After one of the greatest offensive lineman careers in NFL history — before an October elbow injury that ended his 2017 season and snapped his streak of playing 10,363 consecutive regular-season snaps, Thomas was a 10-time Pro Bowl selection and seven-time first-team All-Pro — Thomas has a bright future in broadcasting.

It’s just a matter of when he decides to fully pursue it.

Thomas has already auditioned for the color analyst positions on ESPN’s “Monday Night Football” (which went to ex-Dallas Cowboys tight end Jason Witten) and FOX Sports’ “Thursday Night Football” (which will be called by the network’s No. 1 announcing team of Joe Buck and Troy Aikman).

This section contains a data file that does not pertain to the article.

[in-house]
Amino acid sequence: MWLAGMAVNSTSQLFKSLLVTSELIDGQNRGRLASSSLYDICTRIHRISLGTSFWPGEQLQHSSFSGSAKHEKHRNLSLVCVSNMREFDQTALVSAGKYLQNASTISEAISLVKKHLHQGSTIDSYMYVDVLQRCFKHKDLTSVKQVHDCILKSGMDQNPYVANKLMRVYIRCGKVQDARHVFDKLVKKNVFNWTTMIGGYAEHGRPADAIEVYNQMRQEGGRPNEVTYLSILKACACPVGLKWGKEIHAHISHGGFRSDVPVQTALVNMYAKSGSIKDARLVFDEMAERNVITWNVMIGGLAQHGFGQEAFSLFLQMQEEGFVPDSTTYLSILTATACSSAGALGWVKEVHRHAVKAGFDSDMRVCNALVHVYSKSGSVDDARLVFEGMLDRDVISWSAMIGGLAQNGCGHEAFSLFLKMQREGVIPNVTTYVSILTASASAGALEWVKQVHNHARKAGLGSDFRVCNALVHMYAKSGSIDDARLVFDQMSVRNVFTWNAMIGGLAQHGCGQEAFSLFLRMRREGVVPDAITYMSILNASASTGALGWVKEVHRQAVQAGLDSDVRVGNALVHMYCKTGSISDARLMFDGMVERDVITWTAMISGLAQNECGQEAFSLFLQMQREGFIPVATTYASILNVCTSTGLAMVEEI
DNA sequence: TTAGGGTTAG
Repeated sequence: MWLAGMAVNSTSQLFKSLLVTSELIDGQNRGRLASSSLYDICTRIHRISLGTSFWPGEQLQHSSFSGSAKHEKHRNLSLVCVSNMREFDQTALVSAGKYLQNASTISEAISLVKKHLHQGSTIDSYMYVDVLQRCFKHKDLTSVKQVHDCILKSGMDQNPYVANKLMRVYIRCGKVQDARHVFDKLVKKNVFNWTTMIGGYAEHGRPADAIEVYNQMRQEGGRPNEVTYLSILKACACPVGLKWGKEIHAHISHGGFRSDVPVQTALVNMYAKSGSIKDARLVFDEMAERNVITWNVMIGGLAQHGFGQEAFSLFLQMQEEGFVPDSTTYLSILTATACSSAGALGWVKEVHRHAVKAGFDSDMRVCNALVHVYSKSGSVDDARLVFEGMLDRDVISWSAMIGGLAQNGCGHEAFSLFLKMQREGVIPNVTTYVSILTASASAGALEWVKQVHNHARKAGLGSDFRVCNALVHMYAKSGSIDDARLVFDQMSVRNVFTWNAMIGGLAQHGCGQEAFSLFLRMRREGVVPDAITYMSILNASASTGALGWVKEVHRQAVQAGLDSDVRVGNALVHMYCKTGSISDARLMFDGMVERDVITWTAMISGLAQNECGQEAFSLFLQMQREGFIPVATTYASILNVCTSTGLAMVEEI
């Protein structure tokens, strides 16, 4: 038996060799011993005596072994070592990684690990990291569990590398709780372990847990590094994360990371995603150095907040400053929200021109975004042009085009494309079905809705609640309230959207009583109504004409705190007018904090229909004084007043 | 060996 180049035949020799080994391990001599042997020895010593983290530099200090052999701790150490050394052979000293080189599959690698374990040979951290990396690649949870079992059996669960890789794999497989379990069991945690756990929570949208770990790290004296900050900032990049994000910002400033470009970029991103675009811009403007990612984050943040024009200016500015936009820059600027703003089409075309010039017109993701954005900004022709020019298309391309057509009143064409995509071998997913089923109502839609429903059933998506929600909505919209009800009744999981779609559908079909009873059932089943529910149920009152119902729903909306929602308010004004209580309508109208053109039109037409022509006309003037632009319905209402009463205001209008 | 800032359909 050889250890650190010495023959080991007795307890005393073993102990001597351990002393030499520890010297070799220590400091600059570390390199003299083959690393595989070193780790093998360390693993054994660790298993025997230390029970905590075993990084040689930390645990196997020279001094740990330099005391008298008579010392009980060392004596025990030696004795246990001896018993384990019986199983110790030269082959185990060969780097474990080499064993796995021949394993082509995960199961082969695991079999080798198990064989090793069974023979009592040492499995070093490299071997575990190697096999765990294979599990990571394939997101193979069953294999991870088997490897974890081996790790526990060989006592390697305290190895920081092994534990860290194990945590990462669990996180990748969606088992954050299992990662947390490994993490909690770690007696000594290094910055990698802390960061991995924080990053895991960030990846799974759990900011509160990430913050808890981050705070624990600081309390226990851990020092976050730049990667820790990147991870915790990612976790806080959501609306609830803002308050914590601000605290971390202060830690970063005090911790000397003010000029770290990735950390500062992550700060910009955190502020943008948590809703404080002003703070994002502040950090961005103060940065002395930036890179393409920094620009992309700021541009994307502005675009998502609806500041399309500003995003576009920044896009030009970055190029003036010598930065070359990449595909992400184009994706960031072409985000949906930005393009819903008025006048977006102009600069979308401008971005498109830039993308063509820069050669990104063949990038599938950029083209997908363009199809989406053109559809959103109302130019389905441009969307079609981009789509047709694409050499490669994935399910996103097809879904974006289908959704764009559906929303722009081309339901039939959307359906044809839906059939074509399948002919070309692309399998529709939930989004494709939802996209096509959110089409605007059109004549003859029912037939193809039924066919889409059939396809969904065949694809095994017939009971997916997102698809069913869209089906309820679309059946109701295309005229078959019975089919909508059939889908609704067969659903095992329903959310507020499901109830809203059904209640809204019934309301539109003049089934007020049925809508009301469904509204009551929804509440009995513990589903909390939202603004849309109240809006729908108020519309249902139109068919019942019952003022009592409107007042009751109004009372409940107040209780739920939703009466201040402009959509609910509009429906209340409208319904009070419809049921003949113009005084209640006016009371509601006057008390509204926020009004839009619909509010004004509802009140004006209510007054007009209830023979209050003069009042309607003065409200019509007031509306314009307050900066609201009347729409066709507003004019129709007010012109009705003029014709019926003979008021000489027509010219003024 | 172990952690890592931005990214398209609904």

He said Wednesday he’s drawn further interest but hasn’t committed to anything for this season.

“I’ve had some offers from FOX (and) some other networks for doing it this fall, but I think right now I just want to take time away, step back, not overcommit myself this fall,” Thomas said. “It’ll be my first year away from football in a long time, so I’d rather just take little bites at the media/broadcasting apple and then see where I am at this point next year and see if it’s something I want to do.”

According to ESPN’s Joe Tessitore, the new play-by-play voice of “Monday Night Football,” broadcasting is definitely something Thomas should do. In fact, in a conversation with The Athletic’s Richard Deitsch,Tessitore likened Thomas to legendary coach and broadcaster John Madden, saying his audition delivered the two funniest moments of the selection process.